Identity On The Internet
Posted by: Elpida Prasopoulou
An interesting case of identity cloning has been covered by the media today. A gang had created an entire internet-based enterprise for collecting information on wealthy individuals whose profiles were then used by ‘clients’ to gain access to financial services. The entire set-up of this enterprise simulated the structures of legitimate companies including a marketplace and even a call centre for client support. Cases like this proliferate in the media creating a constant sentiment of unease to all users of on-line services. There are reasons for this.
The growing reliance of advanced societies on the internet for activities pertaining to every aspect of life creates a new source of potential threats that necessitates governance on behalf of the state. Original conceptions of the internet did not foresee its use for fraudulent and criminal activities. It was primarily seen as a forum of free expression. However, as more people incorporate the net into their everyday practices, the amount of personal information disclosed becomes a potentially explosive social problem. Large amounts of data are up for grabs for anyone interested. Current conceptions of privacy cannot accommodate the new on-line practices while the value of available information continually increases. Thus far, the discussion on regulating the internet did not recast existing conceptions of privacy in digital environments.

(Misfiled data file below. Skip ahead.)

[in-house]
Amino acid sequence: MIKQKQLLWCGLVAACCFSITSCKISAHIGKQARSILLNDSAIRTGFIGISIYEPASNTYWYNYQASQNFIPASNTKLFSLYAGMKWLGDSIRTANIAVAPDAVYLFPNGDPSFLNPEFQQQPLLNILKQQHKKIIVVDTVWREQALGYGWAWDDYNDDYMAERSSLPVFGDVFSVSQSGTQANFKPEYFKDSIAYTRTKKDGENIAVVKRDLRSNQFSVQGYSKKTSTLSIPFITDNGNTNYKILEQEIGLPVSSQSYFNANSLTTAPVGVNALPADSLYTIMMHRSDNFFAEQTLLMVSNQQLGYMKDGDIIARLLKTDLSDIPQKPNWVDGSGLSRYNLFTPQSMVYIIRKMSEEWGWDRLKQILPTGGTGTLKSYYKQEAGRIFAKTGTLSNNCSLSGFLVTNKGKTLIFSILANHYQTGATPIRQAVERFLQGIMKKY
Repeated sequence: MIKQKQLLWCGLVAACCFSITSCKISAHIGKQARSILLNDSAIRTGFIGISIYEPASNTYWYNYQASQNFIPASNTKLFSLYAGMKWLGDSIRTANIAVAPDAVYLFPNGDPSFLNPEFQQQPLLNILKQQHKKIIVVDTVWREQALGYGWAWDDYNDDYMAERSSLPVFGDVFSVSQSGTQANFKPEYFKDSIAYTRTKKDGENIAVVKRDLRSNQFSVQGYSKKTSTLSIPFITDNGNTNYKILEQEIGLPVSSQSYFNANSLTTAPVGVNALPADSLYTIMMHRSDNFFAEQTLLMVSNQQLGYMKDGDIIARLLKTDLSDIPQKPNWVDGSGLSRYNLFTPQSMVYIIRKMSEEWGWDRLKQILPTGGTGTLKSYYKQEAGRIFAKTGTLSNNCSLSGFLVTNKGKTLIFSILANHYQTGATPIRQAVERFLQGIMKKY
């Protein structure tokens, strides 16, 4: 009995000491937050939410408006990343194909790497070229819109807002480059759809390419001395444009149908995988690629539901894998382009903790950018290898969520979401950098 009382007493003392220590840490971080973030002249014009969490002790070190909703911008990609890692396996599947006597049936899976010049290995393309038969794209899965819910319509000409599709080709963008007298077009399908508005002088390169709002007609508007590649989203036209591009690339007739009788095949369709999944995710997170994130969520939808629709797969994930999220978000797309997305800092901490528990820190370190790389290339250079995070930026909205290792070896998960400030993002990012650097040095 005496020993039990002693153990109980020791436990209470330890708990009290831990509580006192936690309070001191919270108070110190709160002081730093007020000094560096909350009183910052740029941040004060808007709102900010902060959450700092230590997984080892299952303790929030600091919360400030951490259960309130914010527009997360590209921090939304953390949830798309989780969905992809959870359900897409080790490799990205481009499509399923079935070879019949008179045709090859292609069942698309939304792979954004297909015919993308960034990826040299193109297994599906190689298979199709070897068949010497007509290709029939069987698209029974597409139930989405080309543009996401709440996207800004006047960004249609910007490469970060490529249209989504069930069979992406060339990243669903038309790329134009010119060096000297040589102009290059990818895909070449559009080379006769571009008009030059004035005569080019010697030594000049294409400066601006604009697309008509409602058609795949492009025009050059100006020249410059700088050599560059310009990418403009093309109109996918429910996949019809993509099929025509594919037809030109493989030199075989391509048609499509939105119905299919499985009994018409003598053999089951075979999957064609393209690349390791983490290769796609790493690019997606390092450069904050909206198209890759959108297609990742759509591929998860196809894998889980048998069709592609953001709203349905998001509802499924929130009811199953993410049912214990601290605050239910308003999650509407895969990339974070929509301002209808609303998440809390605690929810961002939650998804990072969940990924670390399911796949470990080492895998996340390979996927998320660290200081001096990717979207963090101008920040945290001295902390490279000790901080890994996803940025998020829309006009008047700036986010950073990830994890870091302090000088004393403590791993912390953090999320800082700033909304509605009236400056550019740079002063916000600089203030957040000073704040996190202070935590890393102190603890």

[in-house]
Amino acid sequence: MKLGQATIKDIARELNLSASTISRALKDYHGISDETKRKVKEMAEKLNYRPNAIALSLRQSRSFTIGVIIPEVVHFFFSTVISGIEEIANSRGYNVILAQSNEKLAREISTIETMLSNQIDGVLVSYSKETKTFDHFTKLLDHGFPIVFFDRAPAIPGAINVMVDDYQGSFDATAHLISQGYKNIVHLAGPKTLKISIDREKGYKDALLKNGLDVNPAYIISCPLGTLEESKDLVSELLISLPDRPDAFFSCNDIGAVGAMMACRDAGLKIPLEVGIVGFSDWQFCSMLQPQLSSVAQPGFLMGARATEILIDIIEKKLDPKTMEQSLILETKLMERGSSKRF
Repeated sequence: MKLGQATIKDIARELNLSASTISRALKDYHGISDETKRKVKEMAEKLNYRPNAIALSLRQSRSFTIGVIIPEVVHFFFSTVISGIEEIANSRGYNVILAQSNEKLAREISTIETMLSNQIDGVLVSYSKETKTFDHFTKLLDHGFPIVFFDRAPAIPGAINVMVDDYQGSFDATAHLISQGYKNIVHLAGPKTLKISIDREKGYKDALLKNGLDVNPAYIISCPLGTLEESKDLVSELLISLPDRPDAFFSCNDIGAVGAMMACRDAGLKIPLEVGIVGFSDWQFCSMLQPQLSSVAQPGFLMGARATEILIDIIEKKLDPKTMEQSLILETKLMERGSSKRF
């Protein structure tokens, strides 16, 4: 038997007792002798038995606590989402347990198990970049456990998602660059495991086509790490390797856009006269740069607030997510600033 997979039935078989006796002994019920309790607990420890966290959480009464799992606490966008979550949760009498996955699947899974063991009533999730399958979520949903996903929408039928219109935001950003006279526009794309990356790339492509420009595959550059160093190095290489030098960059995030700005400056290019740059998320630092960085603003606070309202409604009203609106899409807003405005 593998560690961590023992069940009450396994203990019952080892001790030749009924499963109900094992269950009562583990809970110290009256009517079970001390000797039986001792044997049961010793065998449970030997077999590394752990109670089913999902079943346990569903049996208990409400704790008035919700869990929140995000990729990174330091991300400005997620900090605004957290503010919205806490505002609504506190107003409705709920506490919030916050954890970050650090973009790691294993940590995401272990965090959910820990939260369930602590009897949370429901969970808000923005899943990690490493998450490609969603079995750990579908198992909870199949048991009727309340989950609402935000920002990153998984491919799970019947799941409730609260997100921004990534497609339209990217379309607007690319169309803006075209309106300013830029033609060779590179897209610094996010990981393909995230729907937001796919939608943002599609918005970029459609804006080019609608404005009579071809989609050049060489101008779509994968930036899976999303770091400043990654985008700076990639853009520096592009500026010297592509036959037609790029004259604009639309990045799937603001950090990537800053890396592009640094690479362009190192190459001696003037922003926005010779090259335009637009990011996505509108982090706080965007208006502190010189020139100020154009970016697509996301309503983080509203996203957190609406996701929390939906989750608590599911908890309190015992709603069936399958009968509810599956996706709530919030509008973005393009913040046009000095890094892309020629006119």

The proliferation of news on identity thefts serves as a reminder of the situation. It creates a sentiment of insecurity that makes users more susceptible to the regimentation of internet monitoring as a necessary concession for more security. Especially, the presentation of cases where criminals are more technological savvy then the average internet user gradually weakens arguments on self-regulation and protection. Finally, the discourse recasts issues of security beyond the dichotomy of security/liberty. Can users cope in an environment where protection is becoming a matter of specialist knowledge? Which are their options? These questions beg for further consideration by all of us in order to have a more informed opinion of both villains and heroes.